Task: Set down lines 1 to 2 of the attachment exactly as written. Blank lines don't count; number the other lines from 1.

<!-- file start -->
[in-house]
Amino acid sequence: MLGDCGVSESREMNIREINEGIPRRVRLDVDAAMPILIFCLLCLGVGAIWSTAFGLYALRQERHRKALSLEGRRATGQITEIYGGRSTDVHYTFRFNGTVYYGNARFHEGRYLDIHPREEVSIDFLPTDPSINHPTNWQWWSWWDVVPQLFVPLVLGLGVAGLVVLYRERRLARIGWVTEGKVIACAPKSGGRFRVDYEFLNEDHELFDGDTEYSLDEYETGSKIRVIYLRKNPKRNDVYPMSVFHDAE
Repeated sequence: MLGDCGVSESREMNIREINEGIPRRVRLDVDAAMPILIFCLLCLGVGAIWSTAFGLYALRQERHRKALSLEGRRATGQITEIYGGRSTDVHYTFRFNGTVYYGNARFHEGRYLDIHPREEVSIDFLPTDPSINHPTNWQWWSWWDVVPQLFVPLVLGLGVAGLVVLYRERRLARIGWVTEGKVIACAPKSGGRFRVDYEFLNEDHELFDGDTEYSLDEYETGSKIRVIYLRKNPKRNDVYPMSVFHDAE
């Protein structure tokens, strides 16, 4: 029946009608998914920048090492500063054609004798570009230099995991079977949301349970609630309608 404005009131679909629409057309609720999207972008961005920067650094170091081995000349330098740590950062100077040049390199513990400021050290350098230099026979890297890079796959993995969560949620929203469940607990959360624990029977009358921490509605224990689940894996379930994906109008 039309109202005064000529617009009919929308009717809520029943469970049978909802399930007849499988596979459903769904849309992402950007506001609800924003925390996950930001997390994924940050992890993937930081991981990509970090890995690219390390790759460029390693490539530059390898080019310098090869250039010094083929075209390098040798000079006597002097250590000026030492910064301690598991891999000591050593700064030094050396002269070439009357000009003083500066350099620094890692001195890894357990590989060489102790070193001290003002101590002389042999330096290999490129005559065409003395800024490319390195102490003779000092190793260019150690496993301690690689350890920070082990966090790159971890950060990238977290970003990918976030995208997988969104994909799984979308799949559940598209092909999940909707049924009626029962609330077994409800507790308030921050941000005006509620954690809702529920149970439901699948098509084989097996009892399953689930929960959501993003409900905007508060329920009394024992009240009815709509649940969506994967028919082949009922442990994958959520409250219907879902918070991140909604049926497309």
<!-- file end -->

[in-house]
Amino acid sequence: MLGDCGVSESREMNIREINEGIPRRVRLDVDAAMPILIFCLLCLGVGAIWSTAFGLYALRQERHRKALSLEGRRATGQITEIYGGRSTDVHYTFRFNGTVYYGNARFHEGRYLDIHPREEVSIDFLPTDPSINHPTNWQWWSWWDVVPQLFVPLVLGLGVAGLVVLYRERRLARIGWVTEGKVIACAPKSGGRFRVDYEFLNEDHELFDGDTEYSLDEYETGSKIRVIYLRKNPKRNDVYPMSVFHDAE